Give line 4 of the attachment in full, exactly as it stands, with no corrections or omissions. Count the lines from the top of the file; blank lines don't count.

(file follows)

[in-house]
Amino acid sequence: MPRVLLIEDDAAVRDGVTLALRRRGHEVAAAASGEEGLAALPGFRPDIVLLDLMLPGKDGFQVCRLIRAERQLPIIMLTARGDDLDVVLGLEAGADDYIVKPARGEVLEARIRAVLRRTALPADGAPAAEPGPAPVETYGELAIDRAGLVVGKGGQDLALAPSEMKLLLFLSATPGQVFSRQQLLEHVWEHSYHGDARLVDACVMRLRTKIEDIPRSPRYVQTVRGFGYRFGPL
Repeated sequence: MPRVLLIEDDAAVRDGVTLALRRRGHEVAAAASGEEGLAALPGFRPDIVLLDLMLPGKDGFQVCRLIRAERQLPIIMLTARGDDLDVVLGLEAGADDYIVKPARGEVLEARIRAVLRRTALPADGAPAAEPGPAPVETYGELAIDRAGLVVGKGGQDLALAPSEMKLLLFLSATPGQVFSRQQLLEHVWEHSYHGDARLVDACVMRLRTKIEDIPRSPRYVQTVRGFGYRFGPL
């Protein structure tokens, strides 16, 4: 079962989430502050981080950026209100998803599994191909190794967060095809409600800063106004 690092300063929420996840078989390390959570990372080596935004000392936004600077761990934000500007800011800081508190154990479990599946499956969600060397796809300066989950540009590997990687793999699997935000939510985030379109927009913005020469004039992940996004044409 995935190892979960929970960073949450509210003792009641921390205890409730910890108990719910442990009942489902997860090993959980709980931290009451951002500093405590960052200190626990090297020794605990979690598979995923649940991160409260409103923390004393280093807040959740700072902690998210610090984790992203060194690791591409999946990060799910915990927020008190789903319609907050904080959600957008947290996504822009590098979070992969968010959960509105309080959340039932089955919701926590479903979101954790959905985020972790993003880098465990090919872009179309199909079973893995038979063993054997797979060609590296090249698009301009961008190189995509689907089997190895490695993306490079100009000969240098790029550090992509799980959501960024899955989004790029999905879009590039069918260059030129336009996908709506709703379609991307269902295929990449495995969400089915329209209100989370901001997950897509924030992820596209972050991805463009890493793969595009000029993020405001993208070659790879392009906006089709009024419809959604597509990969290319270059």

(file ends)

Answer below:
């Protein structure tokens, strides 16, 4: 079962989430502050981080950026209100998803599994191909190794967060095809409600800063106004 690092300063929420996840078989390390959570990372080596935004000392936004600077761990934000500007800011800081508190154990479990599946499956969600060397796809300066989950540009590997990687793999699997935000939510985030379109927009913005020469004039992940996004044409 995935190892979960929970960073949450509210003792009641921390205890409730910890108990719910442990009942489902997860090993959980709980931290009451951002500093405590960052200190626990090297020794605990979690598979995923649940991160409260409103923390004393280093807040959740700072902690998210610090984790992203060194690791591409999946990060799910915990927020008190789903319609907050904080959600957008947290996504822009590098979070992969968010959960509105309080959340039932089955919701926590479903979101954790959905985020972790993003880098465990090919872009179309199909079973893995038979063993054997797979060609590296090249698009301009961008190189995509689907089997190895490695993306490079100009000969240098790029550090992509799980959501960024899955989004790029999905879009590039069918260059030129336009996908709506709703379609991307269902295929990449495995969400089915329209209100989370901001997950897509924030992820596209972050991805463009890493793969595009000029993020405001993208070659790879392009906006089709009024419809959604597509990969290319270059």